OKLAHOMA CITY (AP) — While Republican legislators in Oklahoma continued wrangling over how to scale back costly tax credits, lawmakers approved three new tax breaks for tickets to sporting events, construction of affordable homes and the purchase of helicopters.
The Appropriations and Budget Committee passed all three bills, including one for the purchase of helicopters that narrowly failed in the committee last week.
Rep. Charles Ortega, R-Altus, said the tax credit was designed to show state support for a helicopter training center in southwest Oklahoma, but he acknowledged that the center already is planning to open without the credit.
A fiscal analysis of the proposed tax credit shows it will cost the state about $1 million in the next fiscal year and an additional $535,000 in fiscal year 2015.
The credit applies to the purchase of rotary-winged aircraft used exclusively for training.
The issue of tax credits, exemptions and rebates — known collectively as tax expenditures — has been a thorny one for legislators who have considered ways to eliminate or overhaul them to shore up the state budget or pay for a Republican-backed income tax cut.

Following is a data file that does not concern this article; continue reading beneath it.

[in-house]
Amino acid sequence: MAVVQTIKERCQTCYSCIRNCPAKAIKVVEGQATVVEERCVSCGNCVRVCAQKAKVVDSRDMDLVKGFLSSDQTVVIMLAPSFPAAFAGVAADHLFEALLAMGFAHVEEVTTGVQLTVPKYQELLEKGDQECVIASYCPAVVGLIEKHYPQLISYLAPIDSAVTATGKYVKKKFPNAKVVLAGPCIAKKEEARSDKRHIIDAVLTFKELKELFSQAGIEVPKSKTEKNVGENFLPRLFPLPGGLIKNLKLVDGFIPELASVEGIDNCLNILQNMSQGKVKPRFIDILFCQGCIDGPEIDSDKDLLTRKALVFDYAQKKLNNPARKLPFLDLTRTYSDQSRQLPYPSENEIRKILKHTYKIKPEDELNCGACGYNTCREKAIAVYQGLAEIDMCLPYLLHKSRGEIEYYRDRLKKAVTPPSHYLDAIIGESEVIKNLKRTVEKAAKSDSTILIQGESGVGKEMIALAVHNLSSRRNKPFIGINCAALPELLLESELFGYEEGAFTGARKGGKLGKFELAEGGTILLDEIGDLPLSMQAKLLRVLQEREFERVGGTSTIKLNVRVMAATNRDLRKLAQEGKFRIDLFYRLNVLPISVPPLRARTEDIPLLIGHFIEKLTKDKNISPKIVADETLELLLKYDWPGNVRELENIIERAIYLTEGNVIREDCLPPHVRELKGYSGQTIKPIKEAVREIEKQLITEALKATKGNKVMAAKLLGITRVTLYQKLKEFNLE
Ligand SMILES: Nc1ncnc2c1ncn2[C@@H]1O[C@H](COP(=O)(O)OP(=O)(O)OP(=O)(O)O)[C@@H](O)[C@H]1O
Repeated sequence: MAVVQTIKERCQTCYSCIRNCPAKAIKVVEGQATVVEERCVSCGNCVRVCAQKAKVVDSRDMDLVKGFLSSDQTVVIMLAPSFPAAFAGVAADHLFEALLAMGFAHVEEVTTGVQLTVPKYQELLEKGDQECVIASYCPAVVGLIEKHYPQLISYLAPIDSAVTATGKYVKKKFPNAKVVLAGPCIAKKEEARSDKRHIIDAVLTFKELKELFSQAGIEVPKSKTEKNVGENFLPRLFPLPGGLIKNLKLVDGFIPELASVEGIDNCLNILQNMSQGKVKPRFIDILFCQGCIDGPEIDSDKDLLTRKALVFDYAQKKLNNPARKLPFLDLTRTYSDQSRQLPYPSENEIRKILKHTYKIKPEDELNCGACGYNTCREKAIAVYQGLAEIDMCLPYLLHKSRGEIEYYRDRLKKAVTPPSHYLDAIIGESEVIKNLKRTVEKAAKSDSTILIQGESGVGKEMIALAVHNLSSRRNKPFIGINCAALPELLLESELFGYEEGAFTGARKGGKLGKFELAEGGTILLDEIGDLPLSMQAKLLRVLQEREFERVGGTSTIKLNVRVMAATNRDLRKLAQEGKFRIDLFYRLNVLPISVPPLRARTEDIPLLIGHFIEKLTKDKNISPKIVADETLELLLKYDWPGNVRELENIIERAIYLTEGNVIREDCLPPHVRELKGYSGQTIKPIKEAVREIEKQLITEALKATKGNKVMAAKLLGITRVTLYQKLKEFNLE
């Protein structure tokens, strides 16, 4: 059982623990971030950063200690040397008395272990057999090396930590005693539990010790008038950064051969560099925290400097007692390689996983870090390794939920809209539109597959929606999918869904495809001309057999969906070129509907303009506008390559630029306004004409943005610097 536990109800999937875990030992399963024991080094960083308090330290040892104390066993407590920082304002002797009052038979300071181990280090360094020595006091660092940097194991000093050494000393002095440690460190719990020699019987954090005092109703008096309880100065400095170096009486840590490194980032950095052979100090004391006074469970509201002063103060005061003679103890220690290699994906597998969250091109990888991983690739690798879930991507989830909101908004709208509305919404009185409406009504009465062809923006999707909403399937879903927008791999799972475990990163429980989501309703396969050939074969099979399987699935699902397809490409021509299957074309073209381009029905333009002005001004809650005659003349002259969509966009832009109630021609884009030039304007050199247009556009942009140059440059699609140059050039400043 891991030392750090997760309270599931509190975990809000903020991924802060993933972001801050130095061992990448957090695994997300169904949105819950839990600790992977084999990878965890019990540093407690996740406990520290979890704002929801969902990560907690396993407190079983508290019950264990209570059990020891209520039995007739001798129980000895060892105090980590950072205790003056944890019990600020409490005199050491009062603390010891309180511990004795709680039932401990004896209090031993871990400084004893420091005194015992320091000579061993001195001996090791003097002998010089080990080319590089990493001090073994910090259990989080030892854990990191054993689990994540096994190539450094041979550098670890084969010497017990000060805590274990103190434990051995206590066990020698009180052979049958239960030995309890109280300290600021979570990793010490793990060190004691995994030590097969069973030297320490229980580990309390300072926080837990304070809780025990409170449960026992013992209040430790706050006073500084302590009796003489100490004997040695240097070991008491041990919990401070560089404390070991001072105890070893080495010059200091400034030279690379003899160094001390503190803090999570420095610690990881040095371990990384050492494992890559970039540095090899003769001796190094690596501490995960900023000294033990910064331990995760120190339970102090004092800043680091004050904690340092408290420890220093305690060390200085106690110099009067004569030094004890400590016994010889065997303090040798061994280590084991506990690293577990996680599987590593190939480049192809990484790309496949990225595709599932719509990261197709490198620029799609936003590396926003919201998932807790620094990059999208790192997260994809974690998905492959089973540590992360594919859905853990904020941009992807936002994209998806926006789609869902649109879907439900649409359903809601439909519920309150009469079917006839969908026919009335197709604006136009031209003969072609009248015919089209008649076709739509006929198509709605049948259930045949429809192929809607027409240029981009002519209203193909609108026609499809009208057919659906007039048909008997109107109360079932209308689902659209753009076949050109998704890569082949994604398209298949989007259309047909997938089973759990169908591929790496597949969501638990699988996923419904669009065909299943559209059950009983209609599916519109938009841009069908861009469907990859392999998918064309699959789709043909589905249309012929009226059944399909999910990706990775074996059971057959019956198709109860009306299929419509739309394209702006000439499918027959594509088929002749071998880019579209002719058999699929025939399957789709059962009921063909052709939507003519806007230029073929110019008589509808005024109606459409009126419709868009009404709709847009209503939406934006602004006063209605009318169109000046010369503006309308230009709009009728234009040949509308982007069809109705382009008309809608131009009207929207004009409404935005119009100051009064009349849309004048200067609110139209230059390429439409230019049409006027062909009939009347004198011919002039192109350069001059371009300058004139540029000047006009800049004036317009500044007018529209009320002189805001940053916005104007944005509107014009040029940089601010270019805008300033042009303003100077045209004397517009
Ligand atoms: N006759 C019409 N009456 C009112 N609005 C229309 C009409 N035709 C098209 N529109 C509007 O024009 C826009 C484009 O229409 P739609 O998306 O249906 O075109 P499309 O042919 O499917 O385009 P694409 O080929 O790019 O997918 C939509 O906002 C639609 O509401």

Gov. Mary Fallin’s ambitious tax cut proposal last year began to fall apart when lawmakers balked at eliminating some of the tax exemptions and credits used to help pay for the lost revenue. This year, Fallin’s simpler proposal for a one-quarter of 1 percent cut in the state’s top income tax rate was gutted in the Senate and replaced with a new approach that ends the transferability of five separate tax credits for coal mining, wind power, rehabilitation of historic buildings, energy-efficient home construction and railroad modernization.
Tax expenditures offered as incentives to businesses often cost the state millions of dollars in lost revenue, but are fiercely protected by teams of lobbyists.